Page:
We set forth bang on 8am and headed due south, down hill, thinking all the time of our Flora Carpark team-mates that would have started their day with a long slog up to Lodestone (some people are just born tough, eh!).
We rendezvoused at the halfway mark with the southern team on top of Crusader, having arrived half an hour be-fore our party, which was clawing their way up.
It was great to meet Mike and his team. They looked amazingly fresh, while some of us had the appearance of be-ing dragged backwards through several gorse bushes, as we clasped copious patches of Spaniard while ascending to our lunch spot.
The Mt Campbell team wished them all the best as they disappeared over the edge of Crusader, and, to a person, we all thought “rather them than us” – the northern side of Crusader is rather steep!
We boxed on southward over McMahon and headed towards Lodestone, finding the route a little easier to follow, courtesy of bits of very old pink and blue plastic tape adorning branches sporadically along the ridges. The birdlife was relatively prolific as we hiked along, with tomtits and bellbirds aplenty. It’s great to know that the hard work of Friends of Flora is having a positive impact on birdlife abundance, even beyond the F.O.F. trap range.
As we hiked along we discussed the idea of putting a shelter along this route, to give more people the option of doing the crossover at a more leisurely pace. It is certainly a spectacular walk, affording magnificent views both west and east of all that the Nelson Province has to offer. The fog dogs rolled in around 4pm as we ascended Lodestone from the north, then finally hit out at the Flora car-park just after 6pm, very happy to rest our weary limbs.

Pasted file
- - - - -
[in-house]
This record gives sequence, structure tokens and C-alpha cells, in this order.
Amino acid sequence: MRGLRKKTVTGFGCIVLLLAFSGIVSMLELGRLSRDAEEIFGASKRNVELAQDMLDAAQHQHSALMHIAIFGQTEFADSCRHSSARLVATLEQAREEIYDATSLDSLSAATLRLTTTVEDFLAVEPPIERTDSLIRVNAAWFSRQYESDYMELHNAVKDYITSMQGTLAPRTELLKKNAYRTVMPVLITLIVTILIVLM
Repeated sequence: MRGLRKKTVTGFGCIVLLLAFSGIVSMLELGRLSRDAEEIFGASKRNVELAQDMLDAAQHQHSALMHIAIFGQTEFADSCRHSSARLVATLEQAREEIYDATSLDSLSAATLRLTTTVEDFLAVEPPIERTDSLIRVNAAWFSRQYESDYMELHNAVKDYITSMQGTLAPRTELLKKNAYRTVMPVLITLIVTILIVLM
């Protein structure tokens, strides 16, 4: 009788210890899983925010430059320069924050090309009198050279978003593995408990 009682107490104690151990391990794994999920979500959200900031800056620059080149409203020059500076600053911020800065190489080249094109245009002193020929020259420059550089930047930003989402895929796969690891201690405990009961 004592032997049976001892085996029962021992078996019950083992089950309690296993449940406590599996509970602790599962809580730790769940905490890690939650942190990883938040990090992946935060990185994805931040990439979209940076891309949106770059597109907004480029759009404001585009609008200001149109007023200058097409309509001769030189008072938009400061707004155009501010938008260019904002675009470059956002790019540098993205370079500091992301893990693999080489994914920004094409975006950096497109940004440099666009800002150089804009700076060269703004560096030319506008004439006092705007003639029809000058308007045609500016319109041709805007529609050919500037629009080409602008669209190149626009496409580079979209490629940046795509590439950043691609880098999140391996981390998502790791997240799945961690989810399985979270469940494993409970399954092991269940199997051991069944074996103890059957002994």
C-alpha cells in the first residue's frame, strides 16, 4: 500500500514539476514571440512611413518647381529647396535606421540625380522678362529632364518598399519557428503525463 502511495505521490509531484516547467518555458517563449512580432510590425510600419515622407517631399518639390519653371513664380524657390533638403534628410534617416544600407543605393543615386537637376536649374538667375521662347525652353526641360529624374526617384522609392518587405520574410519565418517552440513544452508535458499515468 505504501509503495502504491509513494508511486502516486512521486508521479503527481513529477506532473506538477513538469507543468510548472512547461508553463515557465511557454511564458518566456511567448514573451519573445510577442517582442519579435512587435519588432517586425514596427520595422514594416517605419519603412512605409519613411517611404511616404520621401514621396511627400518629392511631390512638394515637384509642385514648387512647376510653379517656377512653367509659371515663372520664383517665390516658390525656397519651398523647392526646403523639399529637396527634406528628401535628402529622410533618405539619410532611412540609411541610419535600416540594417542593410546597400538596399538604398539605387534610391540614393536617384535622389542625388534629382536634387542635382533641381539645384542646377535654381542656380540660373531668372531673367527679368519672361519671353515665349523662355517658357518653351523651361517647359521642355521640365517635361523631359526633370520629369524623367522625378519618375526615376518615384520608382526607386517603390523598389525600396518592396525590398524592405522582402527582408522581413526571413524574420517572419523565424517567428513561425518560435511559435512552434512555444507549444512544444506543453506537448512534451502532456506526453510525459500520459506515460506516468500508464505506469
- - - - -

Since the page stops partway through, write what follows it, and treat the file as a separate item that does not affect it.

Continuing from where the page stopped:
A hilarious interlude heading down the hill was provided by a hare that ran in front of our vehicle for around 4 kilometres – we all applauded his endurance and staying power, but thought “man, how dumb was that?” There again, I guess we had just spent over 10 hours thrashing body and limb, so maybe the hare too was just having a bit of a blow out! It was then back to Ngatimoti to roll out the red carpet in wait for the Flora team. In due course they arrived and all congratulated each other on a fantastic achievement, and then headed back to our respective beds - Tadmor, Motue-ka, Richmond and Nelson – that we had arisen from at some ungodly hour earlier that day.
By Lawrie Halkett (Scribe).


24 March 2013 – Trig K – Pelorus River – Marlborough
Leader: Jo Kay

This trip was a circuit from Pelorus car park, along the river to the two waterfalls then a climb to Trig K from the south and descent to the North. We were still in the time of the drought so Waterfall No.1 was more of a trickle and looked like a baby Whispering Falls. Waterfall No.2 had more pressure and ended in a lovely pool, in which nobody was game enough to swim in.
We lunched at the summit with great views in all directions.
The bush on the downward journey was truly spectacular with huge punga ferns, some majestic kahikatea and rimu. The walk from the carpark to the Trig K track is named the Tawa Track and this was a superb chance to see this lovely tree in abundance and in all stages of growth.
Members of the party were Uta Purcell, Mary Honey, Susan Sinclair and visitors Marielena Margraf, Thomas Quinn-Gregson, Marty and Suzanne Smith. Scribe and party leader was Jo Kay.


13 April 2013 – Beebys Knob & Hut – Mt Richmond Forest Park, Nelson
Leader: Uta Purcell

The 4WD road that leads from Tophouse Rd up to Beebys Knob and beyond is certainly a quick way to tramp to the destination. Once on the ridge below the knob the road is more natural and traverses beautiful tussock country. The cloud came down low after morning tea and any views disappeared.